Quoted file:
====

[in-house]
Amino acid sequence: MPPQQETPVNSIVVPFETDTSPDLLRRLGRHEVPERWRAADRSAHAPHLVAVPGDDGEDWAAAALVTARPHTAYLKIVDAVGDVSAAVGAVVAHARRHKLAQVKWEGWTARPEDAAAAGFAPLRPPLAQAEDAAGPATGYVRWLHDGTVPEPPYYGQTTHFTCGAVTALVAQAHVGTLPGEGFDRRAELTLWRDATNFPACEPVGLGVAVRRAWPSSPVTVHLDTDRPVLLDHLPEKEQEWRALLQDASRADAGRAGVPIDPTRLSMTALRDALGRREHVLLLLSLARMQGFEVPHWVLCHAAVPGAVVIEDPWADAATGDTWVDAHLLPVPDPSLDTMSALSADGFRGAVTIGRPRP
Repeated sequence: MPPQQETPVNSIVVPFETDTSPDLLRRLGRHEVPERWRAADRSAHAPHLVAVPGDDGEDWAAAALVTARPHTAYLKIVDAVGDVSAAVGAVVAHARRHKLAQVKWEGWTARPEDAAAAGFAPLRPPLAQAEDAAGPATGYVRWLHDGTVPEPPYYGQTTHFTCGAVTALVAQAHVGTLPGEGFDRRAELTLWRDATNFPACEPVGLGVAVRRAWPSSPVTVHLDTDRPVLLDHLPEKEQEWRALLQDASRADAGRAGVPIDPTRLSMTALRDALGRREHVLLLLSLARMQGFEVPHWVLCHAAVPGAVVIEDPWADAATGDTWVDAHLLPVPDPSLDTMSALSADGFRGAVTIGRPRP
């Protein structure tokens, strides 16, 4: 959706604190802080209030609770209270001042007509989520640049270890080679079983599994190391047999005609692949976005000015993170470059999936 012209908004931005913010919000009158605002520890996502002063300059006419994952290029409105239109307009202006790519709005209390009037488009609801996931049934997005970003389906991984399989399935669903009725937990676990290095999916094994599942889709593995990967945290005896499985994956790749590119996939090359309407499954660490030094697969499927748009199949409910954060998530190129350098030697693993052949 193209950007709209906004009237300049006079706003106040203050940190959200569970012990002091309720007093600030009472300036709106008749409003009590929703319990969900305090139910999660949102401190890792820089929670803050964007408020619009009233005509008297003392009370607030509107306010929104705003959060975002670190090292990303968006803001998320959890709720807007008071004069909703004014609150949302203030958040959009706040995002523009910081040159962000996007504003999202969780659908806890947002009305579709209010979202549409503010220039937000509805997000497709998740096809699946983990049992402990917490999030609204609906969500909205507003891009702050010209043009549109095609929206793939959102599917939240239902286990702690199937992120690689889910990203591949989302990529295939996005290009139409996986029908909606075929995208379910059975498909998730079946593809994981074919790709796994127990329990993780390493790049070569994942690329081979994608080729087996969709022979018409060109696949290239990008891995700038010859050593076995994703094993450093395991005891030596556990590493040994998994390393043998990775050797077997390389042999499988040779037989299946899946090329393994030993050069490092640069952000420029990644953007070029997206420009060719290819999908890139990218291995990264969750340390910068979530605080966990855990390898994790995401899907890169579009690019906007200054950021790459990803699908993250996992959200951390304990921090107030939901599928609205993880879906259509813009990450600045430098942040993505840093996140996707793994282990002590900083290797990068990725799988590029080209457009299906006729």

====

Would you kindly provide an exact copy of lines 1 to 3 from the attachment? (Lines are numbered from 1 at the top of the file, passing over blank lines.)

[in-house]
Amino acid sequence: MPPQQETPVNSIVVPFETDTSPDLLRRLGRHEVPERWRAADRSAHAPHLVAVPGDDGEDWAAAALVTARPHTAYLKIVDAVGDVSAAVGAVVAHARRHKLAQVKWEGWTARPEDAAAAGFAPLRPPLAQAEDAAGPATGYVRWLHDGTVPEPPYYGQTTHFTCGAVTALVAQAHVGTLPGEGFDRRAELTLWRDATNFPACEPVGLGVAVRRAWPSSPVTVHLDTDRPVLLDHLPEKEQEWRALLQDASRADAGRAGVPIDPTRLSMTALRDALGRREHVLLLLSLARMQGFEVPHWVLCHAAVPGAVVIEDPWADAATGDTWVDAHLLPVPDPSLDTMSALSADGFRGAVTIGRPRP
Repeated sequence: MPPQQETPVNSIVVPFETDTSPDLLRRLGRHEVPERWRAADRSAHAPHLVAVPGDDGEDWAAAALVTARPHTAYLKIVDAVGDVSAAVGAVVAHARRHKLAQVKWEGWTARPEDAAAAGFAPLRPPLAQAEDAAGPATGYVRWLHDGTVPEPPYYGQTTHFTCGAVTALVAQAHVGTLPGEGFDRRAELTLWRDATNFPACEPVGLGVAVRRAWPSSPVTVHLDTDRPVLLDHLPEKEQEWRALLQDASRADAGRAGVPIDPTRLSMTALRDALGRREHVLLLLSLARMQGFEVPHWVLCHAAVPGAVVIEDPWADAATGDTWVDAHLLPVPDPSLDTMSALSADGFRGAVTIGRPRP